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Grandma's Garden - Borage

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Borage (Borago officinalis) has long been used throughout the world for more than just it's beautiful purple-blue, star shaped flowers.  While our grandmothers loved to preserve and candy the flowers, our ancestors also enjoyed the cucumber flavored leaves as well as it's ability to attract bees to the garden.  It was often called "Bee Bread" because it's only pollinator is bees.



Believed to bring courage to anyone who ingested it, borage has a long history with soldiers or people about to face a frightening challenge.  Ancient Celtic warriors would drink borage flavored wine and have all of their fears disappear in minuets.  Sometimes it was slipped into a drink of a prospective husband in hopes to give him courage to propose.


Borage was also said to raise the spirits and, according to John Gerard, a sixteenth-century British herbalist, "make the minde glad".  It is also believed to be the plant that Greek poet Homer used to expel sorrow.  The Welsh called it "llanwenlys", which means "herb of gladness". 


Herbalists from past to present use borage as a diuretic, demulcent, and emollient.  It's often used to relieve many ailments like fevers, bronchitis and external inflammations.  Many scientists today believe these claims are inaccurate.  According to Varro Tyler, Ph.D, pharmacognosist and author of The Honest Herbalist, laboratory tests conclude that "it has no significant value as a medicine".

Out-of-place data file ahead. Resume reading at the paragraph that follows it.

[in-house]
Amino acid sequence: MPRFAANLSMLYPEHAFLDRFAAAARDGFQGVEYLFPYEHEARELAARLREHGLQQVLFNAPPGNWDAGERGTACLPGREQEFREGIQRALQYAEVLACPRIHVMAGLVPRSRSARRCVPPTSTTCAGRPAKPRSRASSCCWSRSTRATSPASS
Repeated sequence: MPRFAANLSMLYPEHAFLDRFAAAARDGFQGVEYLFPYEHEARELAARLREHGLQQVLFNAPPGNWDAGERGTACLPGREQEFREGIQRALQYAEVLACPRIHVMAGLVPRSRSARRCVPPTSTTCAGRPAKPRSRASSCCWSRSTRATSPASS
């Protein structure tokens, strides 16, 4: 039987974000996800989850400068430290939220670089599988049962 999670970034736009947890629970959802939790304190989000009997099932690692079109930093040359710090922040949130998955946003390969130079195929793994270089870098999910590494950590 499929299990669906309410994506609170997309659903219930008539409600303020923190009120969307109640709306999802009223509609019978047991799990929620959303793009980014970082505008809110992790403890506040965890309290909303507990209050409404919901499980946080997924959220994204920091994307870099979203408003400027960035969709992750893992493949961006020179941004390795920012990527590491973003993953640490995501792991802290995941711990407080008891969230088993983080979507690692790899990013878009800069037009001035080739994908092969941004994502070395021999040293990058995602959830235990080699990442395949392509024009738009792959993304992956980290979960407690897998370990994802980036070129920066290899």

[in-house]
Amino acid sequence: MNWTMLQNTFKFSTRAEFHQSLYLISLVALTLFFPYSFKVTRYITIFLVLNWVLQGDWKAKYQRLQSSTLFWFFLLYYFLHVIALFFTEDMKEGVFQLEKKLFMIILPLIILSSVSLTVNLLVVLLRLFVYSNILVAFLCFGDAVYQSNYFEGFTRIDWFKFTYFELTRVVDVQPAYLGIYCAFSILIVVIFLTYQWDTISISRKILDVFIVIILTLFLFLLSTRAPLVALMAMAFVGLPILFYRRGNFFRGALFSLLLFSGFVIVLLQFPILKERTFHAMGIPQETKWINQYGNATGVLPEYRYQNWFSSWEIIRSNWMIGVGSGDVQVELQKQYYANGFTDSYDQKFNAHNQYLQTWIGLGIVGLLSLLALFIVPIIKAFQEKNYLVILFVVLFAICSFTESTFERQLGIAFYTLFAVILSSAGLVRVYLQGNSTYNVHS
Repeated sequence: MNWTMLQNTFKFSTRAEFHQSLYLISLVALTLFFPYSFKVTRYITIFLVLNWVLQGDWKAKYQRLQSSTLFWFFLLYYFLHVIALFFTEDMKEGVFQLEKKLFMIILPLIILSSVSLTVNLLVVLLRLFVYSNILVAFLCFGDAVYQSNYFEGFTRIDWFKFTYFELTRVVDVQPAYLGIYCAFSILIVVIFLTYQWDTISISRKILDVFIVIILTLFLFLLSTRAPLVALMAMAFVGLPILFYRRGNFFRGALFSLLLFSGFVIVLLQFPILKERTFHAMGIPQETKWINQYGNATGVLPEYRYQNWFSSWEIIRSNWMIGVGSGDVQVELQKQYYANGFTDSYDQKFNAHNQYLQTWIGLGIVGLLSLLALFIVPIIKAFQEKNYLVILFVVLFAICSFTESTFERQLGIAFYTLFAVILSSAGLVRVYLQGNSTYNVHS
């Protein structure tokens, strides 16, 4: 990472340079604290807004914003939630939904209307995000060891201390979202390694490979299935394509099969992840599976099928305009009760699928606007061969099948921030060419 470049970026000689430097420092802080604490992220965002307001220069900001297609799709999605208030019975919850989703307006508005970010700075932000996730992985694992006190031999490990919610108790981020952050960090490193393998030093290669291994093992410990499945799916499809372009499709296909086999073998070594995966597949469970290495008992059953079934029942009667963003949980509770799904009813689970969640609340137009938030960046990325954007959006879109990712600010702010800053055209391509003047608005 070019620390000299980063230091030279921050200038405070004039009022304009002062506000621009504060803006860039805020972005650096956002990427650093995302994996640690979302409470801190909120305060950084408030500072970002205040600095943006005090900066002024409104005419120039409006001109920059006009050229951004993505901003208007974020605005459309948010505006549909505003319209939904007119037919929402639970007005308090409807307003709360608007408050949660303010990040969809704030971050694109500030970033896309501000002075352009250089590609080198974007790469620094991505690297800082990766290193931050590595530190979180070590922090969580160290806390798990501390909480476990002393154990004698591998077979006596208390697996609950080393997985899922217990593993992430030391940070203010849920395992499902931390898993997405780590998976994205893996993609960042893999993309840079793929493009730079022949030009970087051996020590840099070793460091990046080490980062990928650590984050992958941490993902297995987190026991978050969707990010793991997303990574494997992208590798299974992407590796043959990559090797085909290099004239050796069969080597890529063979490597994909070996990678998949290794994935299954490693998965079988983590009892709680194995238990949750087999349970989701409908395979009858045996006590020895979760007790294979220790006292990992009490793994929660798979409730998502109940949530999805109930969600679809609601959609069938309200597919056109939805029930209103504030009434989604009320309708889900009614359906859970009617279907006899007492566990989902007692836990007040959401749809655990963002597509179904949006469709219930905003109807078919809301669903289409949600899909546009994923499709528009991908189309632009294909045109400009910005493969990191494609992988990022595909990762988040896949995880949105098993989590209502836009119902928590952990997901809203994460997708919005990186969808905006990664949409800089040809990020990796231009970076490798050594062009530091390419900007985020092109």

Borage is a self seeding annual that grows to around 30" tall and blooms throughout the summer.  It has hollow stems and wrinkled, mid green leaves, both covered in small, stiff white hairs.  Grow it in any reasonably well drained soil, in full sun or part shade.  Borage self seeds freely but to propagate, sow in situ in spring.



Today, Borago officinalis is used as a flavoring in food. The leaves stems and flowers are edible and have a crisp cucumber flavor. It is used for companion planting to attract bees and it's said to strengthen resistance to pests and diseases in all surrounding plants.



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